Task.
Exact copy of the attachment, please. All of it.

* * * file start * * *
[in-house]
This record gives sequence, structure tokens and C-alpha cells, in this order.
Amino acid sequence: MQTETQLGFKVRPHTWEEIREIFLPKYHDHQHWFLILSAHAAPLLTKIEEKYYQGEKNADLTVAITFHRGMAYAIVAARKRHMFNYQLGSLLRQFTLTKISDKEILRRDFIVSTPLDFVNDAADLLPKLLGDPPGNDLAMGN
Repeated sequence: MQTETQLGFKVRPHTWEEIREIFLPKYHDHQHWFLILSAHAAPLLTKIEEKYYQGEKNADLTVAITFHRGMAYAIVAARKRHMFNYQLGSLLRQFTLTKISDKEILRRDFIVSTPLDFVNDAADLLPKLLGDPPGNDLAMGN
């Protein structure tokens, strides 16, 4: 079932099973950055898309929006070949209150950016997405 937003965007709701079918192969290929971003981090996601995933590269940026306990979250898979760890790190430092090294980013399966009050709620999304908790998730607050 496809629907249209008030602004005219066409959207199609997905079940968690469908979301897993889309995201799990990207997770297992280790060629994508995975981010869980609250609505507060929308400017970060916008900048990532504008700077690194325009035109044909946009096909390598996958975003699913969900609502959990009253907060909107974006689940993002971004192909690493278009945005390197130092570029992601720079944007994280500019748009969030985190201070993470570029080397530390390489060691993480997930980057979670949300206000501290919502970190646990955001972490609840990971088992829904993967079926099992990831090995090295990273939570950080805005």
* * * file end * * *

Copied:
[in-house]
This record gives sequence, structure tokens and C-alpha cells, in this order.
Amino acid sequence: MQTETQLGFKVRPHTWEEIREIFLPKYHDHQHWFLILSAHAAPLLTKIEEKYYQGEKNADLTVAITFHRGMAYAIVAARKRHMFNYQLGSLLRQFTLTKISDKEILRRDFIVSTPLDFVNDAADLLPKLLGDPPGNDLAMGN
Repeated sequence: MQTETQLGFKVRPHTWEEIREIFLPKYHDHQHWFLILSAHAAPLLTKIEEKYYQGEKNADLTVAITFHRGMAYAIVAARKRHMFNYQLGSLLRQFTLTKISDKEILRRDFIVSTPLDFVNDAADLLPKLLGDPPGNDLAMGN
């Protein structure tokens, strides 16, 4: 079932099973950055898309929006070949209150950016997405 937003965007709701079918192969290929971003981090996601995933590269940026306990979250898979760890790190430092090294980013399966009050709620999304908790998730607050 496809629907249209008030602004005219066409959207199609997905079940968690469908979301897993889309995201799990990207997770297992280790060629994508995975981010869980609250609505507060929308400017970060916008900048990532504008700077690194325009035109044909946009096909390598996958975003699913969900609502959990009253907060909107974006689940993002971004192909690493278009945005390197130092570029992601720079944007994280500019748009969030985190201070993470570029080397530390390489060691993480997930980057979670949300206000501290919502970190646990955001972490609840990971088992829904993967079926099992990831090995090295990273939570950080805005």